• Admission Caravan 2017-2018: to Cahul and back to Chisinau



    In the last couple of weeks, Admission Caravan 2017 reached several universities in Chisinau, and also made a stopover in Cahul. At the meetings, where some of the School graduates participated as well, the students of various university departments discussed about the opportunities that open before those who decide to spend a year at the SAJ, and also about the challenges that they will face building a career in journalism.

    We made our first visit to the Free International University of Moldova (ULIM). Young people studying International Relations, Political Science and Journalism learned details about the courses conducted at the SAJ, about the curriculum and the admission conditions, as well as about the opportunities they will have after they graduate from the School. “We pay special attention to the variety of courses and the practical training of journalists. Our students can find work in any media outlet right after graduation from the SAJ – be it a radio station, television, print or online press. Everything depends on the ambition, perseverance and determination of each student,” said Sorina Stefirta, Director of the School of Advanced Journalism.

    The next and farthest destination was the “B. P. Hasdeu” State University in the city of Cahul. Graduates of the departments of law, philology and history, as well as several students from the department of mathematics and informatics, took part in the meeting with the SAJ team. Young people from Cahul wanted to learn more about our trainers and the courses held at the SAJ. “In just ten months you’ll learn everything – from how to make news, interviews or reports for radio and television, to economic, political, investigative journalism, etc. The best journalists and media experts of Moldova work with students, teaching them to do their work correctly and without bias,” said graduate Yuri Botnarenko, reporter of the Adevărul newspaper from Bucharest and administrator of the publication’s website section dedicated to Moldova.

    The last meeting was at the University European Studies of Moldova, where young people from the departments of law, journalism and communication sciences were waiting for us. The discussion was extremely diverse, covering such topics as the media and freedom of expression, charm and risks of the Internet, the status of a journalist in a society affected by economic and political problems. “We need qualified journalists, well-trained people, and we encourage all who want to contribute to changing and improving the media landscape – and thus bring change at the level of the entire society, – to come to the School of Advanced Journalism. We invite graduates of any specialties,” said the SAJ Director Sorina Stefirta.

    Further details about the courses and trainers of the SAJ can be found at www.scoaladejurnalism.md or on our page in Facebook.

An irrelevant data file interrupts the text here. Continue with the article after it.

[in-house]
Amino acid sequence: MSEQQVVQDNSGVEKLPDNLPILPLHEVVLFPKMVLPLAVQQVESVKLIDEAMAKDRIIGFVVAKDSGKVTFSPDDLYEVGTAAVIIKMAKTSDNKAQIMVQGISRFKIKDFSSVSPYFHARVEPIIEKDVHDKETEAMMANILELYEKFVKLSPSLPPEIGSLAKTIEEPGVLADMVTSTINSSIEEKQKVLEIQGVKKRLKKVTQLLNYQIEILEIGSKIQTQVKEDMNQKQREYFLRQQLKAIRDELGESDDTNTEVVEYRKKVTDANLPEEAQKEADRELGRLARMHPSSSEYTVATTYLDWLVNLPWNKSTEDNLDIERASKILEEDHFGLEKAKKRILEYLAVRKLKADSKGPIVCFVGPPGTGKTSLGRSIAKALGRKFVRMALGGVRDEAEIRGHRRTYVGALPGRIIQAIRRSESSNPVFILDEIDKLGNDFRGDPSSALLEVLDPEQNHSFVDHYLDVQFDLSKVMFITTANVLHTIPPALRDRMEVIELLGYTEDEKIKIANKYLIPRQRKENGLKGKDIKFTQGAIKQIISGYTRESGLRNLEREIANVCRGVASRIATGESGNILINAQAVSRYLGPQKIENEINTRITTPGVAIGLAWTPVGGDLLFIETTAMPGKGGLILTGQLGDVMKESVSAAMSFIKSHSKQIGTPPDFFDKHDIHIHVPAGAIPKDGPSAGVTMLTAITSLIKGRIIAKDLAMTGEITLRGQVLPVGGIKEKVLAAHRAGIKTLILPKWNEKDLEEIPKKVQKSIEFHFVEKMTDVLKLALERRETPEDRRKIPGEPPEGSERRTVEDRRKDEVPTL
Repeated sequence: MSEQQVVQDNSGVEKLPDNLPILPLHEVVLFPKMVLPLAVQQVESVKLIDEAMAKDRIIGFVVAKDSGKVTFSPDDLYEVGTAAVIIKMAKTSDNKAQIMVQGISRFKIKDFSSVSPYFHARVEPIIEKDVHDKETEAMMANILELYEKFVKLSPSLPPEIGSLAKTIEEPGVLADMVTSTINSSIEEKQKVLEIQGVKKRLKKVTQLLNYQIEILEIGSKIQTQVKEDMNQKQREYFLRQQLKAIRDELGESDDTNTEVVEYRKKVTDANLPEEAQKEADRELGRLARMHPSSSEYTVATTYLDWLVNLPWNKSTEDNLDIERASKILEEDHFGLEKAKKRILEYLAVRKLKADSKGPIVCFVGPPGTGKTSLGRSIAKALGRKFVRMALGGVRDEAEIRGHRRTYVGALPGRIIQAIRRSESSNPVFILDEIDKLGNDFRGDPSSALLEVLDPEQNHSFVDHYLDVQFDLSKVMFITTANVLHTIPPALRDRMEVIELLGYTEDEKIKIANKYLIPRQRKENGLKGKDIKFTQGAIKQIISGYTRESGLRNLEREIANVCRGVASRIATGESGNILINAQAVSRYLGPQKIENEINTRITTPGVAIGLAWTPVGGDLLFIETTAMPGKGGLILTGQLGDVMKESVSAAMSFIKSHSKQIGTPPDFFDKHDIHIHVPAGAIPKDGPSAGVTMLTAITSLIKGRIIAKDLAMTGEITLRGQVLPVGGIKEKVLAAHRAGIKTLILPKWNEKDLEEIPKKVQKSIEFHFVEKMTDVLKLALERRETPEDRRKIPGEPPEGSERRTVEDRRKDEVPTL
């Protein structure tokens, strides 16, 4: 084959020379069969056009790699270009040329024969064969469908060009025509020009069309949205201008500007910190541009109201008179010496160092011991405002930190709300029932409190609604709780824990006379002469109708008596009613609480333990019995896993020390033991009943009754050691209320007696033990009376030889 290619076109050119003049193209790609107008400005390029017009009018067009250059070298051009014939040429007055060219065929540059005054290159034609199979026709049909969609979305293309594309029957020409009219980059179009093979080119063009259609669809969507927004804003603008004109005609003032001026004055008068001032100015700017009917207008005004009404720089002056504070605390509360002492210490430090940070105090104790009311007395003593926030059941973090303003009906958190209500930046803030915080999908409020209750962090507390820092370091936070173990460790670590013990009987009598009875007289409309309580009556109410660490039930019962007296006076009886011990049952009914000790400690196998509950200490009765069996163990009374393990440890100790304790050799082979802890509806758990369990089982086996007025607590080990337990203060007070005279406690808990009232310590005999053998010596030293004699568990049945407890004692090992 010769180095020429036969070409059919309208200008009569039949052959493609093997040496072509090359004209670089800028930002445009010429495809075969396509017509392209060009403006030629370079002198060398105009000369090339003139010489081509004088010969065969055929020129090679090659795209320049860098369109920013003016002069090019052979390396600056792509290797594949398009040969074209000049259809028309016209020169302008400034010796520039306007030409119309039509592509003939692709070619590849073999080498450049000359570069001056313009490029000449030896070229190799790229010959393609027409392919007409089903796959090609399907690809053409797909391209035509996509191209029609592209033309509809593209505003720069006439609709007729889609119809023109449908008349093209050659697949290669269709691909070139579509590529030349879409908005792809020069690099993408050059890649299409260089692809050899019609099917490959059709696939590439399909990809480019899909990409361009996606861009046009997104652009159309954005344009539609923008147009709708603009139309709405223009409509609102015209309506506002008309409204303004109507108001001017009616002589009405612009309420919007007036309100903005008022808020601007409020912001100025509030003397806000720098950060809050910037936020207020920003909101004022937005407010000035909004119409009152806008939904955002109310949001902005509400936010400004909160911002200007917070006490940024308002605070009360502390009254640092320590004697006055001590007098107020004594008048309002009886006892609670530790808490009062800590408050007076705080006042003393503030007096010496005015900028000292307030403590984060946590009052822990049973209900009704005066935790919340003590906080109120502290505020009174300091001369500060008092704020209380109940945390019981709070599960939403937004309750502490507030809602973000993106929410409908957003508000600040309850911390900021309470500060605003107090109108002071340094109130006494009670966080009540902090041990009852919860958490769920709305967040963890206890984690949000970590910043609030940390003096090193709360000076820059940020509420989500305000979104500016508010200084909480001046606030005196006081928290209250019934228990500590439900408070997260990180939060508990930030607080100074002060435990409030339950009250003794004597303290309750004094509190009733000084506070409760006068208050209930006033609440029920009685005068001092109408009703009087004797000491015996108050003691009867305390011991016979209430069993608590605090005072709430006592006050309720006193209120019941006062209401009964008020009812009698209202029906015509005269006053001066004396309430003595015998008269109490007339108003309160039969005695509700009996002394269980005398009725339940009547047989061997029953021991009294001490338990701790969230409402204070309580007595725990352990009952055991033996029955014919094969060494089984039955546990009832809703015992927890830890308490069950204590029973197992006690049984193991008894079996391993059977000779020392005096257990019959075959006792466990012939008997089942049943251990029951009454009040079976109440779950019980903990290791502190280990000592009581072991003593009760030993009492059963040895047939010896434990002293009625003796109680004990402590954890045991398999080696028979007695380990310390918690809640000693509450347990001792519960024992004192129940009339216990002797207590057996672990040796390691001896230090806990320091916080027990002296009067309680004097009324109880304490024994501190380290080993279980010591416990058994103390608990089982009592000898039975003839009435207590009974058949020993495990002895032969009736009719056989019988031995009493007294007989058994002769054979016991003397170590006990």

• Investigative Journalism: find the problem, check information and prove facts



    Year after year, investigative journalism is becoming one of the most exciting genres of the press, and more and more journalists are tempted to bring out hidden truths to light. How to identify a problem that is of public interest? How to correctly "read" wealth statements of officials or databases of public institutions, and how to prepare a request for information? About these and many other useful things SAJ students spoke with trainer Alina Radu, director of "Ziarul de Garda" newspaper.

    Investigative journalism is one of the most complex courses that are held at the School of Advanced Journalism. It lasts three weeks, during which students learn various skills and techniques necessary for a beginner in this field.

    Thus, Alina Radu explained to young people what a documentation strategy is, how to do a confrontational interview, how to formulate the hypothesis of an investigation, how to verify information and, not lastly, how to conduct a journalistic investigation. The trainer also talked about the importance of pre-documentation, the relevance of sources and compliance with professional ethics.

    Later, young journalists applied the new knowledge in practice. After several group exercises, students did the most important work independently – their own journalistic investigation. Like in previous years, the social theme was the main subject of journalistic investigations. Thus, Dumitrita Andriuta was interested in the situation with the protection of victims of domestic violence; Mariana Matcovschi learned why the anti-tobacco law is not complied with; Adriana Vlas addressed the problem of unauthorized buildings in Chisinau; and Nicolae Galaju analyzed the list of wine companies that received the right to export their products on the Russian market. Cristina Cornescu found out why Moldova loses positions in the world ranking of the perception of corruption; Eugeniu Kanskii investigated the way in which the State protects national heritage buildings. Their colleague Liliana Botnariuc watched what goes on in Chisinau Circus arena and found out why business people don't want to invest money into the renovation of its building; and Parascovia Spic was interested about an unauthorized building that belongs to a priest and which, according to State Inspection for Constructions reports, had had to be demolished.